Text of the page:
# How to sample numerically a function using a mesh-grid function in 3D?

I am working on a problem where I want to sample a scalar function f[x,y,z].

The problem is how to obtain a mesh-grid in 3D (A grid of points in x,y, and z). In order to study this function.

Of course, I´ve read previous questions in 2D Simulate MATLAB's meshgrid function. And also an incomplete answered was reported here Mathematica implementation of meshgrid in 3D.

Please, How can I solve and fix this code?

 Clear["Global*"];
meshgrid[x_List, y_List, z_list] := {ConstantArray[x, Length[x]],
Transpose@ConstantArray[y, Length[y]],
Transpose@ConstantArray[z, Length[z]]}
{xx, yy, zz} =
meshgrid[Range[-2, 2, .1], Range[-4, 4, .2], Range[-6, 6, .2] ]
c = xx*Exp[-xx^2 - yy^2] + 2 zz;
pts = Flatten[{xx, yy, zz, c}];
ListPlot3D[pts, PlotRange -> All, AxesLabel -> Automatic,
ImagePadding -> 20, Mesh -> 35, InterpolationOrder -> 2,
ColorFunction -> "Rainbow", Boxed -> False]


The code output is

Set::shape: Lists {xx,yy,zz} and meshgrid[{-2.,-1.9,-1.8,-1.7,-1.6,-1.5,-1.4,-1.3,-1.2,-1.1,-1.,-0.9,-0.8,-0.7,-0.6,-0.5,-0.4,-0.3,-0.2,-0.1,0.,0.1,0.2,0.3,0.4,0.5,0.6,0.7,0.8,0.9,1.,1.1,1.2,1.3,1.4,1.5,1.6,1.7,1.8,1.9,2.},{-4.,-3.8,<<38>>,4.},{-6.,-5.8,-5.6,<<45>>,3.6,3.8,<<11>>}] are not the same shape.

ListPlot3D: {xx,yy,zz,2.71828^(-1. xx^2-1. yy^2) xx+2. zz} must be a valid array or a list of valid arrays.

• Try to search stackexchange for meshgrid 3D... – Ulrich Neumann Aug 6 at 8:10
• @Ulrich Neumann. This problem has not been explained before, I have searched where you recommend me. indeed I also put the links related to my questions (look them up). – irondonio Aug 6 at 9:04
• @irondonio, Flatten[Table[{xx,yy,zz,c},{xx,-2,2,0.1},{yy,-4,4,0.2},{zz,-6,6,0.2}],2] gives you tabulated values of function c at grid points in 3D. Then you may visualize this with ListDensityPlot3D. – Alx Aug 6 at 9:46
• "This problem has not been explained before" perhaps because this problem has not been explained before -- that is, no one asking the question has taken the trouble to describe what the problem is, what meshgrid does. – Michael E2 Aug 6 at 10:52

This might work better:

{xx, yy, zz} = Transpose[Tuples[{Range[-2, 2, .1], Range[-4, 4, .2], Range[-6, 6, .2]}]];
c = xx*Exp[-xx^2 - yy^2] + 2 zz;
pts = Transpose[{xx, yy, zz, c}];


In the end you try to plot a 4D-list with ListPlot3D. That is not possible. Instead, you may use

ListDensityPlot3D[pts,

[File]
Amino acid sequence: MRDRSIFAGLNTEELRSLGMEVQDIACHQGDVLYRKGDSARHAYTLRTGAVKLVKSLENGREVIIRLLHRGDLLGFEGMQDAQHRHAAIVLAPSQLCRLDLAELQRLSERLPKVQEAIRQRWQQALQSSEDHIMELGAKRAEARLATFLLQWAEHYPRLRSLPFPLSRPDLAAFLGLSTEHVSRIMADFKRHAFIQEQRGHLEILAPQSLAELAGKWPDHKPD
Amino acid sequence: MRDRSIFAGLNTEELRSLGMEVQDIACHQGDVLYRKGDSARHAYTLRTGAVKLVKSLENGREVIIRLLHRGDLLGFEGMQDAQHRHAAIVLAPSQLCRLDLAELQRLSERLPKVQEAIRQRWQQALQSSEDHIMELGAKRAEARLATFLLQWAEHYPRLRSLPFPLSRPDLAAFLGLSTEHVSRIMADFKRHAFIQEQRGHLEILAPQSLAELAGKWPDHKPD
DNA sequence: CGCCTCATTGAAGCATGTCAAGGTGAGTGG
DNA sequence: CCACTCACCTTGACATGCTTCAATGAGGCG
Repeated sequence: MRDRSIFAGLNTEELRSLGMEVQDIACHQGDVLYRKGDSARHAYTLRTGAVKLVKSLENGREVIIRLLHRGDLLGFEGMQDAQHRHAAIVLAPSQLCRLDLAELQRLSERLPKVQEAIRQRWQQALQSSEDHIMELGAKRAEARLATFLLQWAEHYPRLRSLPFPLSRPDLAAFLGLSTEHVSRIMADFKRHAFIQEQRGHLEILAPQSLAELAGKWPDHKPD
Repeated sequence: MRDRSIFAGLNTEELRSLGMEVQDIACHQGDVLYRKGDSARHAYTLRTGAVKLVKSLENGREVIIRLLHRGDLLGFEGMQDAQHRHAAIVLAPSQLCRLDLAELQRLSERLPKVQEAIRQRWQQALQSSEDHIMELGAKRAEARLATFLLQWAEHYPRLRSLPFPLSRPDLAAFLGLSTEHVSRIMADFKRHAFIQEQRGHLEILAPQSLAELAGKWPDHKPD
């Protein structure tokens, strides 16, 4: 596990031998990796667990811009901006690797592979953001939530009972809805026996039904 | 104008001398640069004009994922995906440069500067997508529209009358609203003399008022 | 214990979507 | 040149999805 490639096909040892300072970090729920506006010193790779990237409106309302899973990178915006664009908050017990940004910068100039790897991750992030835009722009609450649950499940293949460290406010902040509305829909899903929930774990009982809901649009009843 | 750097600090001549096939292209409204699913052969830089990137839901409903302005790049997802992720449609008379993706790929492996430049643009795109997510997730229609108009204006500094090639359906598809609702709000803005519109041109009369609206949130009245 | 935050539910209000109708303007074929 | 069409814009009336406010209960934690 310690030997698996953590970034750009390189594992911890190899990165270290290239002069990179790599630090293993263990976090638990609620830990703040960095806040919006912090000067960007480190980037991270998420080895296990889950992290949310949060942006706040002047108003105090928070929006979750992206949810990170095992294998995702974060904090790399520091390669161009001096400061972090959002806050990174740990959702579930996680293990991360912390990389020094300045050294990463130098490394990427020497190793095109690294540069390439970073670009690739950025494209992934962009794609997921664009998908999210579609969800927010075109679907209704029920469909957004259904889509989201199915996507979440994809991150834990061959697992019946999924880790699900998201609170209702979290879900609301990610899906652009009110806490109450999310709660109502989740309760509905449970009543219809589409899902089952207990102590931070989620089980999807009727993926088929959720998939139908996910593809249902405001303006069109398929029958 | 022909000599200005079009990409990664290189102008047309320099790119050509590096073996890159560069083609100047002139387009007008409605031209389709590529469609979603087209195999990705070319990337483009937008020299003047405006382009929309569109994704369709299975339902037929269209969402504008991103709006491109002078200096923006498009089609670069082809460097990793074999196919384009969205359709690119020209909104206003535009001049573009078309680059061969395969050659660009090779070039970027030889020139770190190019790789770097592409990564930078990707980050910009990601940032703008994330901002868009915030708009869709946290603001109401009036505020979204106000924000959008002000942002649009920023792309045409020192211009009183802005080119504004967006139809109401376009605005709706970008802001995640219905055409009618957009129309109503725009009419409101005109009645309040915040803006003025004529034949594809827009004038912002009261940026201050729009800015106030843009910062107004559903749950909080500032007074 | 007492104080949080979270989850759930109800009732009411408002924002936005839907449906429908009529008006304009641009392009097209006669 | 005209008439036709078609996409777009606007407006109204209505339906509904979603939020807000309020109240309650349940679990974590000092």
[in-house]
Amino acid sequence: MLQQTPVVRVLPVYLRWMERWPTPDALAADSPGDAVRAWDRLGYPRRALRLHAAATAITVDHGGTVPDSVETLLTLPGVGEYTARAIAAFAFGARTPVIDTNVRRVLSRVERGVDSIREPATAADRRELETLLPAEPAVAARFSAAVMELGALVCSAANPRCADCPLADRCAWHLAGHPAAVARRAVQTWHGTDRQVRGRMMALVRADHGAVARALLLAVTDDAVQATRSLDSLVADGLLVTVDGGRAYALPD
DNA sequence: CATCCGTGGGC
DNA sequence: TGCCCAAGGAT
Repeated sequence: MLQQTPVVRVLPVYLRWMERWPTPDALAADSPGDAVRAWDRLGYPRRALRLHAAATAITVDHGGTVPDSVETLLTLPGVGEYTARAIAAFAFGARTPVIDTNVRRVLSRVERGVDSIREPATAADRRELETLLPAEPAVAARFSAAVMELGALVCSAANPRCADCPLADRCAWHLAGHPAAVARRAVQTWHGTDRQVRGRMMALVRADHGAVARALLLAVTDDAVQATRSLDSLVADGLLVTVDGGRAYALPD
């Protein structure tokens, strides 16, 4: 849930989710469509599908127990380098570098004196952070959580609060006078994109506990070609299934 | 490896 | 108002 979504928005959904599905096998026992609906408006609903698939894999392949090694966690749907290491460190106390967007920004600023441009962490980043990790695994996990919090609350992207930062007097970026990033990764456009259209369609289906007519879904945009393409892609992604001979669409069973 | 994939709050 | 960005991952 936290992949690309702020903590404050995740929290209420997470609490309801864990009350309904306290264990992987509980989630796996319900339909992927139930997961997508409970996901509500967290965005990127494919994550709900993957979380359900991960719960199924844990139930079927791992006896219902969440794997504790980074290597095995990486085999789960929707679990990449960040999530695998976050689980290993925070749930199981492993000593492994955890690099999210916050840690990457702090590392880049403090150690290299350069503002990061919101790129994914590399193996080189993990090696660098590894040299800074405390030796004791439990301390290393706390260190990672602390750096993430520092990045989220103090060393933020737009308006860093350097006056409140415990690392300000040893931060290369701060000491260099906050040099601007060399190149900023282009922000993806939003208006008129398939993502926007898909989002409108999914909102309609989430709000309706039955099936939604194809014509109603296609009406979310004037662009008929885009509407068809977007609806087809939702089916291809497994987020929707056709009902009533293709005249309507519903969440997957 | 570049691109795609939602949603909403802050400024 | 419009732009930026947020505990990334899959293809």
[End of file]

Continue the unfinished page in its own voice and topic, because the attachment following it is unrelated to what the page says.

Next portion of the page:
AxesLabel -> {"x", "y", "z"},
ColorFunction -> "Rainbow"
]


or

ListSliceDensityPlot3D[pts,
AxesLabel -> {"x", "y", "z"},
ColorFunction -> "Rainbow"
]


However, if you want to plot only the function , then you don't have to mess around with meshes anyways. You can simply use

SliceDensityPlot3D[
x*Exp[-x^2 - y^2] + 2 z,
{x, -2, 2},
{y, -4, 4},
{z, -6, 6},
AxesLabel -> {"x", "y", "z"},
ColorFunction -> "Rainbow"
]


• Thanks, @Henrik Schumacher, I can't understand your proposal is very advanced for my knowledge in Mathematica Please, could you be so kind as to take a minute and show the complete solution. You're right I can't graph using ListPlot3D. Thanks – irondonio Aug 6 at 15:53

Looking for "meshgrid 3d" in stackexchange gives a bunch of answers

One of them "Creating a three dimensional grid" offers

meshgrid3D[xxx_List, yyy_List, zzz_List] := Table[#, {x, xxx}, {y, yyy}, {z, zzz}] & /@ {x, y, z}


as Mathematica version of matlab meshgrid

• Thanks@Ulrich Neumann, I implemented your code but it doesn't work meshgrid3D[xxx_List, yyy_List, zzz_List] := Table[c, {x, xxx}, {y, yyy}, {z, zzz}] & /@ {x, y, z} {xxx, yyy, zzz} = {Range[-2, 2, .1], Range[-4, 4, .2], Range[-6, 6, .2]}; c = xx*Exp[-xx^2 - yy^2] + zz; What it still wrong ? Thanks – irondonio Aug 6 at 15:43
• There is nothing wrong. What you call c evaluates to a matrix of same size as xx,yy,zz`. The question remains why you want to use meshgrid formalism from matlab, which is matrix orientated. List -concept of Mathematica is much more easy to apply I think! – Ulrich Neumann Aug 7 at 7:08
• ...from this answer by @JasonB. (["And always give proper credit to the author and site [sic] where you found the text, including a direct link to it."](mathematica.stackexchange.com/help/referencing)) – Michael E2 Aug 7 at 16:43